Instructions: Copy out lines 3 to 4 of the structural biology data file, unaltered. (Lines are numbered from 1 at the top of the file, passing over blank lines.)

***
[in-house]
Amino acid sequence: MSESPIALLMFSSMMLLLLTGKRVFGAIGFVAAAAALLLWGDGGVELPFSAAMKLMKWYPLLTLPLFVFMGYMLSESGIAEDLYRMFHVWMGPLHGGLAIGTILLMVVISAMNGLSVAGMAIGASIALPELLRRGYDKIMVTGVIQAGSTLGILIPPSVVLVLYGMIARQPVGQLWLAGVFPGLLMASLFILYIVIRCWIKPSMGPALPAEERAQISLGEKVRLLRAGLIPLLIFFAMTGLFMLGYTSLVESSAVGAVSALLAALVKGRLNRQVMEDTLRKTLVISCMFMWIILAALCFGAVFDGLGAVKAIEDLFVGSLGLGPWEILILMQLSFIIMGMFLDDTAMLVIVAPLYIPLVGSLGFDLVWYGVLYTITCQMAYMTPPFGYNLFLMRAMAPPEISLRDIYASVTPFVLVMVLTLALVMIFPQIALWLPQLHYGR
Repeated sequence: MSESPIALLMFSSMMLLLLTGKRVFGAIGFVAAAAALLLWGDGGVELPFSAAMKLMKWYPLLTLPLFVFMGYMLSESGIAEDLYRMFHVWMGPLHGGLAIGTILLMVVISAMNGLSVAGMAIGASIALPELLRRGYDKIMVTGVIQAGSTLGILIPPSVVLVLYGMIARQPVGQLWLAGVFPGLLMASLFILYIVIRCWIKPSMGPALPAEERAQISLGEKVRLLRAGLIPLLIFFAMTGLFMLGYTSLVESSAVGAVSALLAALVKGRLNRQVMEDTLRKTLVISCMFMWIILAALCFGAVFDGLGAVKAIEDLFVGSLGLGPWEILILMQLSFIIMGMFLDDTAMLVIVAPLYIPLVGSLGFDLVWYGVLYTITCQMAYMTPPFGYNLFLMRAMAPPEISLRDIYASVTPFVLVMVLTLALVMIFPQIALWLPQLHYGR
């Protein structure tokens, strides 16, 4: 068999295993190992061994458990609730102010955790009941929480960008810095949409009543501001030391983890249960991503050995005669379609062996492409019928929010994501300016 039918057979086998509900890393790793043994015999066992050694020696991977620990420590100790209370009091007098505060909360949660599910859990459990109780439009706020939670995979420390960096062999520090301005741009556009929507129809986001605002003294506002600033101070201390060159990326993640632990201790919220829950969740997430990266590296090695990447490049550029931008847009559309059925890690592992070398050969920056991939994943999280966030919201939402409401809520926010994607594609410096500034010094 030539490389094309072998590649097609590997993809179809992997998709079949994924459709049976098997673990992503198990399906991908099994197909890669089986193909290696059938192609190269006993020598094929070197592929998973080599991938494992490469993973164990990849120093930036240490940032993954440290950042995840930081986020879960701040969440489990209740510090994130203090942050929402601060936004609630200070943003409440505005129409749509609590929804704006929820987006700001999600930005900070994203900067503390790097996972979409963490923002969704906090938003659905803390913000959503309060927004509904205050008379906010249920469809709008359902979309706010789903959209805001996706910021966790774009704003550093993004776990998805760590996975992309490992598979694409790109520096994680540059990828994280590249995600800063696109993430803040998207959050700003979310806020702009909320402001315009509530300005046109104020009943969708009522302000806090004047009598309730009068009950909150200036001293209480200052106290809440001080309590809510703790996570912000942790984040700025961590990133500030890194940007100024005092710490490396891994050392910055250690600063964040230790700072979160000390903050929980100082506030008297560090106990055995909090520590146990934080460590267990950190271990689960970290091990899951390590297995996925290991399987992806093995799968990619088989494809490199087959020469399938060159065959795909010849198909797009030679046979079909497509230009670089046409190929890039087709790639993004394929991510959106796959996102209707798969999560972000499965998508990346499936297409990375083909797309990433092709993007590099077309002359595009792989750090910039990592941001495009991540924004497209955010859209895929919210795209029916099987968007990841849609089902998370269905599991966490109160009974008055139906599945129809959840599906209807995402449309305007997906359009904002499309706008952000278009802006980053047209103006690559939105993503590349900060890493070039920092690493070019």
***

Repeated sequence: MSESPIALLMFSSMMLLLLTGKRVFGAIGFVAAAAALLLWGDGGVELPFSAAMKLMKWYPLLTLPLFVFMGYMLSESGIAEDLYRMFHVWMGPLHGGLAIGTILLMVVISAMNGLSVAGMAIGASIALPELLRRGYDKIMVTGVIQAGSTLGILIPPSVVLVLYGMIARQPVGQLWLAGVFPGLLMASLFILYIVIRCWIKPSMGPALPAEERAQISLGEKVRLLRAGLIPLLIFFAMTGLFMLGYTSLVESSAVGAVSALLAALVKGRLNRQVMEDTLRKTLVISCMFMWIILAALCFGAVFDGLGAVKAIEDLFVGSLGLGPWEILILMQLSFIIMGMFLDDTAMLVIVAPLYIPLVGSLGFDLVWYGVLYTITCQMAYMTPPFGYNLFLMRAMAPPEISLRDIYASVTPFVLVMVLTLALVMIFPQIALWLPQLHYGR
């Protein structure tokens, strides 16, 4: 068999295993190992061994458990609730102010955790009941929480960008810095949409009543501001030391983890249960991503050995005669379609062996492409019928929010994501300016 039918057979086998509900890393790793043994015999066992050694020696991977620990420590100790209370009091007098505060909360949660599910859990459990109780439009706020939670995979420390960096062999520090301005741009556009929507129809986001605002003294506002600033101070201390060159990326993640632990201790919220829950969740997430990266590296090695990447490049550029931008847009559309059925890690592992070398050969920056991939994943999280966030919201939402409401809520926010994607594609410096500034010094 030539490389094309072998590649097609590997993809179809992997998709079949994924459709049976098997673990992503198990399906991908099994197909890669089986193909290696059938192609190269006993020598094929070197592929998973080599991938494992490469993973164990990849120093930036240490940032993954440290950042995840930081986020879960701040969440489990209740510090994130203090942050929402601060936004609630200070943003409440505005129409749509609590929804704006929820987006700001999600930005900070994203900067503390790097996972979409963490923002969704906090938003659905803390913000959503309060927004509904205050008379906010249920469809709008359902979309706010789903959209805001996706910021966790774009704003550093993004776990998805760590996975992309490992598979694409790109520096994680540059990828994280590249995600800063696109993430803040998207959050700003979310806020702009909320402001315009509530300005046109104020009943969708009522302000806090004047009598309730009068009950909150200036001293209480200052106290809440001080309590809510703790996570912000942790984040700025961590990133500030890194940007100024005092710490490396891994050392910055250690600063964040230790700072979160000390903050929980100082506030008297560090106990055995909090520590146990934080460590267990950190271990689960970290091990899951390590297995996925290991399987992806093995799968990619088989494809490199087959020469399938060159065959795909010849198909797009030679046979079909497509230009670089046409190929890039087709790639993004394929991510959106796959996102209707798969999560972000499965998508990346499936297409990375083909797309990433092709993007590099077309002359595009792989750090910039990592941001495009991540924004497209955010859209895929919210795209029916099987968007990841849609089902998370269905599991966490109160009974008055139906599945129809959840599906209807995402449309305007997906359009904002499309706008952000278009802006980053047209103006690559939105993503590349900060890493070039920092690493070019």